Earlier this month, EA was facing down angry fans about Battlefront II’s loot boxes and progressions system. One thread went viral because a player claimed it took $80 to unlock Darth Vader after purchasing the game for $60. A lot of people disliked that the option to unlock Vader with in-game currency would take dozens of hours, and you only earn currency based on time played and not skill or performance. Readers took this as a system that encouraged players to spend some extra money to get the characters and upgrades that they want. This got EA to respond directly … and that comment is now the most downvoted post in the history of Reddit.
“The intent is to provide players with a sense of pride and accomplishment for unlocking different heroes,” the EACommunityTeam account wrote. “As for cost, we selected initial values based upon data from the Open Beta and other adjustments made to milestone rewards before launch. Among other things, we’re looking at average per-player credit earn rates on a daily basis, and we’ll be making constant adjustments to ensure that players have challenges that are compelling, rewarding, and of course attainable via gameplay.”
You can see the problem, right? EA made a business decision. It wanted to generate more money from Battlefront II by selling faster access to Darth Vader, but for EA, admitting that was never an option. Instead, it went right back into “sell, sell, sell” mode. This was all about the players and their pride and their sense of accomplishment! EA is just worried about you.
The gaming audience is savvy, and they are not going to respond well to obvious corporate spin. In fact, they might respond by giving a comment like that 674,000 downvotes before the moderators close the thread. No one likes an aggressive salesman who never stops trying to get you to spend money.
I would’ve gotten away with it if it weren’t for those meddling internet comments
My final example of EA’s mouth causing a problem for itself is when the company cut the cost of unlocking heroes following the Reddit outrage. In a blog post, DICE executive producer John Wasilczyk explained that his team was going to reduce the amount of credits it would take to unlock Darth Vader, Luke Skywalker, and other heroes by 75 percent. This didn’t satisfy a lot of people, but at least EA was taking action to handle its PR disaster. Except the publisher was also creating a new problem. It turns out that when it cut the cost of the heroes, it also cut the reward you get for finishing the single-player campaign from 20,000 credits to 5,000 credits … or by 75 percent.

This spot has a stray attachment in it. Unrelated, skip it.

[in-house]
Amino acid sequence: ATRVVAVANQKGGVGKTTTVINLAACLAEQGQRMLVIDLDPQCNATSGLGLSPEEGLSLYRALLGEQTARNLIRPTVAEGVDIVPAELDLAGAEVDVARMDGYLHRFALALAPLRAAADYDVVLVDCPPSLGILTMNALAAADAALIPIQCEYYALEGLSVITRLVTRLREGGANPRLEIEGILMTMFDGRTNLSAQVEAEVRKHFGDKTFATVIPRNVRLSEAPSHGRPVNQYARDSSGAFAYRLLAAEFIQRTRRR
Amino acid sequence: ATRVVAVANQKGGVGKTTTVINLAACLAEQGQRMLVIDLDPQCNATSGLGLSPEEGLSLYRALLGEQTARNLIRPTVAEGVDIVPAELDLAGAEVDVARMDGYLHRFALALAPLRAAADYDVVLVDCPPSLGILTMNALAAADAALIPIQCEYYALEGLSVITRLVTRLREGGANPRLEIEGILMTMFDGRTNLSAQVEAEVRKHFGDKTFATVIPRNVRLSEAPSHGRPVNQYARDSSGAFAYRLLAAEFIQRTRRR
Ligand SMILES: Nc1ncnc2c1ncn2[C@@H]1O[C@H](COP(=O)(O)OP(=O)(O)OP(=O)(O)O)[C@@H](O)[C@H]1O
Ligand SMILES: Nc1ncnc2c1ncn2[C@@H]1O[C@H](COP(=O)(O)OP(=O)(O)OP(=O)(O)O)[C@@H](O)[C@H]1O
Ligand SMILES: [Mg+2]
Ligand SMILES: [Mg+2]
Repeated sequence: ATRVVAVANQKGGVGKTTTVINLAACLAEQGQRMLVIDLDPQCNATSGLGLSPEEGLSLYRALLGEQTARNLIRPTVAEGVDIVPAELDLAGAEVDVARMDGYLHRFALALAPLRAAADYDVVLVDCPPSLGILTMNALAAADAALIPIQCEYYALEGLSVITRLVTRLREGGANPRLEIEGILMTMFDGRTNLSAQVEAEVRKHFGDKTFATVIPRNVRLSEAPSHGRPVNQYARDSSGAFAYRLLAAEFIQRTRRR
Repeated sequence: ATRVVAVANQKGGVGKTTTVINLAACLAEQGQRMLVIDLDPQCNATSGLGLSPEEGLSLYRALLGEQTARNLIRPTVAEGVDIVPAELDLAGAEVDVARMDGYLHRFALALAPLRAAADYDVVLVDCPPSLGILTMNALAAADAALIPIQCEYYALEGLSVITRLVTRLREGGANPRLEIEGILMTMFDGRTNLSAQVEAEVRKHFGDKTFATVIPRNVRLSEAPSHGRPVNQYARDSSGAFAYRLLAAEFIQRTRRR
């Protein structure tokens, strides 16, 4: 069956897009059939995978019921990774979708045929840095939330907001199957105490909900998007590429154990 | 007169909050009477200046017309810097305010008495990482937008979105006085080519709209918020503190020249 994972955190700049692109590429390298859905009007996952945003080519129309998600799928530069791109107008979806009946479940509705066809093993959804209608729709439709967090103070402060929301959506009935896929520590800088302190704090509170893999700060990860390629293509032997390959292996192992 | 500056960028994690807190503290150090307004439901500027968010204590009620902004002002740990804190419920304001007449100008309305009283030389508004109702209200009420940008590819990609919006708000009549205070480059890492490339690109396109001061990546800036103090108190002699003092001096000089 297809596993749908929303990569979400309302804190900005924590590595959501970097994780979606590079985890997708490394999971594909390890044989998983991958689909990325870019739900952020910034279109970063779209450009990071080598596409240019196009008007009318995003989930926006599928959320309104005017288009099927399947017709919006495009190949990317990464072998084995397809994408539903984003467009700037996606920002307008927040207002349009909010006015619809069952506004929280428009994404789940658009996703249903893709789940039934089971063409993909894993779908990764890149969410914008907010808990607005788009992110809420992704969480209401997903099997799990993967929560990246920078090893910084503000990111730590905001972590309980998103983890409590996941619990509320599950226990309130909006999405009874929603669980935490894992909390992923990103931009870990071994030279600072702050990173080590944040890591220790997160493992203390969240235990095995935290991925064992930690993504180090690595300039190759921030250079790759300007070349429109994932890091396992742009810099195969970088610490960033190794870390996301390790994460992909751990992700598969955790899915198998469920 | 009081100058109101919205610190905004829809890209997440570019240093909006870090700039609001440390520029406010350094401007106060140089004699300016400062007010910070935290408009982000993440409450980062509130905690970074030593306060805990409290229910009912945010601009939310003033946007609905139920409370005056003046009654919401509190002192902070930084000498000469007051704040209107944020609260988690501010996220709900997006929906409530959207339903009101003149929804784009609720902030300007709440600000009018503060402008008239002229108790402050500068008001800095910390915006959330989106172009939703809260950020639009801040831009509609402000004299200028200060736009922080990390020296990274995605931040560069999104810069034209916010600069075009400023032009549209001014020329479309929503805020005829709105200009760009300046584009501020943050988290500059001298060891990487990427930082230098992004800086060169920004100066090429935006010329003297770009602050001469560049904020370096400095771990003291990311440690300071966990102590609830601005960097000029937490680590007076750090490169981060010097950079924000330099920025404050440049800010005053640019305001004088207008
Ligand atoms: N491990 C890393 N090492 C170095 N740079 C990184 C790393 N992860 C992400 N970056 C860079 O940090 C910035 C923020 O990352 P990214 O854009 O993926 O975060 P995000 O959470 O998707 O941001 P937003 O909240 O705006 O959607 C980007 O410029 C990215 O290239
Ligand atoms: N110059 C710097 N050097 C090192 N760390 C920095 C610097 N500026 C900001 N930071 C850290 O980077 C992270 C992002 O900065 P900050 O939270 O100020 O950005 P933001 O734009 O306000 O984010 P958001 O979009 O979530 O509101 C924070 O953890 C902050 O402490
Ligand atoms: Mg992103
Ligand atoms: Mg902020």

Players found out about EA making that corresponding cut, and it was another reason to distrust and the company and to treat it as an enemy attempting to pull one over on consumers.
EA should have just admitted at the time that it was going to cut the single-player reward. It could have said that this was always meant as a way to encourage players to get into multiplayer. You have enough credits now to unlock Iden Versio or you have a decent headstart on unlocking Luke or someone else. Now, go and play online and earn some more credits.
But again, it seems to me that transparency was never even an option for Electronic Arts. It couldn’t tell players about cutting the single-player reward because that would look bad and it would mean it wasn’t selling the game and its features.
What EA can do now
To me, it’s almost every sentence from EA feels transactional. It is promising to do something or make something with the purpose of getting you to spend money in return. And I think that is adequate as its default messaging voice, but it has to learn a few phrases from the languages of responsibility and relationship building.
“That’s accurate,” Wharton School at the University of Pennsylvania marketing professor Jonah Berger wrote in a note to GamesBeat when I explained EA’s Star Wars: Battlefront II situation to him.
What’s especially frustrating about EA is that it should know better. This is PR 101.
“The biggest problem with company ‘apologies’ is that they’re aren’t apologies at all,” said Berger. “A good apology starts with showing someone you heard their concerns and actually care about them. If you’re not authentic and don’t listen, people get even more upset.”